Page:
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This website is about Brazilian jiu jitsu (BJJ). I'm a purple belt who started in 2006, teaching and training at Artemis BJJ in Bristol, UK. All content ©2004-2016 Can Sönmez

09 August 2007

09/08/2007 - BJJ (Beginners)

Class #80



Roger Gracie Academy (BJJ), Maurição Gomes, London, UK - 09/08/2007Beginners

I was considering skipping the beginners, but decided that I didn’t feel too terrible after sparring so could handle another 45 minutes of training. After going through the arm throw (of which I only caught the tail end, having picked the wrong moment to pop to the toilet), we moved onto techniques from knee on belly.

First, Maurição showed the armbar from knee on belly, although I’m not quite sure I understood it correctly. As far as I can tell, popping up to knee on belly, you drag their arm up, then bring your leg over and fall back. Making sure you pull that arm right up is important, as otherwise they can slip their elbow down and escape.

That was followed by a sliding choke from knee on belly (at least I think that’s the right term). I was a little confused initially, as I thought it would be the same set up as for the usual cross choke, but hand positioning is a little different. Assuming I haven’t mixed up the hands, your bottom arm goes in first, gripping palm out instead of the usual palm in. You then feed in your other hand palm in, pressing the forearm firmly into their neck, driving your elbow floorwards to increase the pressure. Finally, sprawl back from knee on belly, drop your upper body right down, then pull with your bottom hand and lean on your forearm. That should swiftly result in a choke: suffice to say, drilling wasn’t a whole lot of fun when you’re on the receiving end!

While we were doing this, Oli also demonstrated how to do a similar choke from side control (as I’d asked if this only works from knee on belly). The grip is similar, but as you don’t have the same space, you bring your near arm right up under their near side and grab high on their gi. Then your forearm crushes into their neck as before, using the other hand to anchor the choke.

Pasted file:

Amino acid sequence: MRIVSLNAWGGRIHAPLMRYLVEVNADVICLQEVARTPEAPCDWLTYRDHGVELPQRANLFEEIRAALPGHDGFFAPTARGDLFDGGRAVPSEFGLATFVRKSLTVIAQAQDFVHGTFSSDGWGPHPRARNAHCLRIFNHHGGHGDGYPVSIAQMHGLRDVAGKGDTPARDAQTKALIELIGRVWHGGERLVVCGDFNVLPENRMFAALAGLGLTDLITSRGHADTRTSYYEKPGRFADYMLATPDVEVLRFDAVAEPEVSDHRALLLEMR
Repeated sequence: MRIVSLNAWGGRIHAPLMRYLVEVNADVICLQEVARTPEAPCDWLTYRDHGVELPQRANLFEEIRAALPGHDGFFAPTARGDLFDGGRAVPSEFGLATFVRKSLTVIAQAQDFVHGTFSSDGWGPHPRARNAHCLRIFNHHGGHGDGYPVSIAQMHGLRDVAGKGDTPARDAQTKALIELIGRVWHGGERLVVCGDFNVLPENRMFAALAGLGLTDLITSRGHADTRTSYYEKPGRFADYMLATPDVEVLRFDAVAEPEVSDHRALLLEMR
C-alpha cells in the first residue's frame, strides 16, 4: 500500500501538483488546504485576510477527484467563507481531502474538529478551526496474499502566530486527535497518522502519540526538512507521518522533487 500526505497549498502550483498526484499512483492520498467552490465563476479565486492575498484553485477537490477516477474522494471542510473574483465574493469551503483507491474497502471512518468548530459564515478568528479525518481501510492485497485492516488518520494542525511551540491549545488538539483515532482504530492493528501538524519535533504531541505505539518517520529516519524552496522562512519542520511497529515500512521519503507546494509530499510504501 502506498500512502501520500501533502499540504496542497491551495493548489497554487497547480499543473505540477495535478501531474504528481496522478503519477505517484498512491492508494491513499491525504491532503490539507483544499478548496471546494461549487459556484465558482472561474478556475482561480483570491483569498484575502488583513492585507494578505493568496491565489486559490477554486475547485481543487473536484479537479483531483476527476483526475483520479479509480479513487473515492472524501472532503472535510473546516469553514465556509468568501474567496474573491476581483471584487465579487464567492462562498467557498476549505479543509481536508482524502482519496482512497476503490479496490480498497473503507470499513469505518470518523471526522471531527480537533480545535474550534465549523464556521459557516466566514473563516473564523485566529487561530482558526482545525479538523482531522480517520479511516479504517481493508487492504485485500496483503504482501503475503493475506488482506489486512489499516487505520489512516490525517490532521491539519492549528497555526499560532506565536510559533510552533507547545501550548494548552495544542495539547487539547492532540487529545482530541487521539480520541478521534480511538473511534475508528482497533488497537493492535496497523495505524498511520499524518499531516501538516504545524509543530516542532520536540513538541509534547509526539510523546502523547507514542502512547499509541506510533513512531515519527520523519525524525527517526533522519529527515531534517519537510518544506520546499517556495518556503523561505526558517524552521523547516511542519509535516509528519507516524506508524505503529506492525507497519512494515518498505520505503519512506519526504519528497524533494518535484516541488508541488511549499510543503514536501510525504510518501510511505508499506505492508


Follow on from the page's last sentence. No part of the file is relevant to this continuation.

To finish off before sparring, Maurição went through the Americana from knee on belly. Once you’ve got the wrist to the floor and fed your other hand past their elbow and into position, bring your far leg up over their head, raise them up and pivot on their elbow for the kimura. Not sure if you move back into side control for this: will have to check next time.

Sparring was from side control, for which I went with a guy called Frank, who I haven’t seen before. He’s apparently been going for two months, and as happened last time, I was being rolled over from the top due to putting my weight too far forward. Shifting, I managed to maintain side control, but not really do anything with it.

Underneath I had a little more success, swivelling back to guard or half-guard a few times, but still not as smooth as I’d like. Frank was expending a lot of energy, which enabled him to get into position a few times, but generally he was powering upwards or trying to shove his knee through without making space first. Although I’m pretty crap from side control, I think I was able to give a few tips that were hopefully of use (like bridging, getting the elbow out of the way for the knee, pushing the legs to one side etc).

At the end of sparring turned out there was still time for another technique, and a very useful one at that. This was a basic half guard to closed guard transition. Having trapped them in your half guard, grab the back of their gi with your left hand and pull them down. With your right hand, grab their same side knee and drag it towards you. Adjust you half guard so that you can get a leg underneath their other knee, use that to lift them right up, then drop them down into your full guard.

After class finished, we were treated to yet another handy bit of instruction, this time in regards to the standing tailbone break. I haven’t had much of a chance to use this, but Maurição answered Diccon’s question about the technique by showing how you raise your bottom up high, turn your foot in to get in position, then drop back and drive a knee into their tailbone, opening their guard. That slight turn of the foot seemed to be of considerable help in targeting the right spot, which is the problem I’ve had when drilling this.

I’m off the Wales next week, so won’t be about on the Thursday. Therefore I need to try and make the Tuesday, which I’ve been avoiding because it’s the extremely knackering sparring class. No excuses now, as I’ll surely be well enough by next week: even if not, can at least make the Tuesday beginners class.

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